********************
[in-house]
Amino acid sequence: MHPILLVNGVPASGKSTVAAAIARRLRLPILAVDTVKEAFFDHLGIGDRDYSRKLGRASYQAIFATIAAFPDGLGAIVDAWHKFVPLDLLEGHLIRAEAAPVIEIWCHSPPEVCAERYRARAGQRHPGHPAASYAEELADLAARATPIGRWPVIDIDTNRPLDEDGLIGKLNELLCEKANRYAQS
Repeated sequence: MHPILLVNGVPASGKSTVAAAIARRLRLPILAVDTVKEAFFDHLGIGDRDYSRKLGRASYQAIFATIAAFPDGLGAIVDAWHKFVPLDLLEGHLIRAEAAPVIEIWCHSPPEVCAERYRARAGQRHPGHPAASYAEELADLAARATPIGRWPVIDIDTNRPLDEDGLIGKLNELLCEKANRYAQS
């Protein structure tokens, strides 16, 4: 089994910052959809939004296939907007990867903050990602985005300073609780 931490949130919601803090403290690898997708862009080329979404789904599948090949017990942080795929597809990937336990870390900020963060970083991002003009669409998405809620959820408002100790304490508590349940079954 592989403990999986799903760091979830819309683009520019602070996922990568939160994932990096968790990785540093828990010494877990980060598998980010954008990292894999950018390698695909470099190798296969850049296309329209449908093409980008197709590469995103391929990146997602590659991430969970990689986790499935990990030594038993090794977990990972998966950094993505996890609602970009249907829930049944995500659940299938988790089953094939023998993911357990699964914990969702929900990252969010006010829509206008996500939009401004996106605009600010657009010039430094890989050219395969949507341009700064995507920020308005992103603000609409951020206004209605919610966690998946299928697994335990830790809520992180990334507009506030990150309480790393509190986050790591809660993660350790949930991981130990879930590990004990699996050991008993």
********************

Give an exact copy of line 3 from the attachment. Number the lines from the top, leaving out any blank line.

Repeated sequence: MHPILLVNGVPASGKSTVAAAIARRLRLPILAVDTVKEAFFDHLGIGDRDYSRKLGRASYQAIFATIAAFPDGLGAIVDAWHKFVPLDLLEGHLIRAEAAPVIEIWCHSPPEVCAERYRARAGQRHPGHPAASYAEELADLAARATPIGRWPVIDIDTNRPLDEDGLIGKLNELLCEKANRYAQS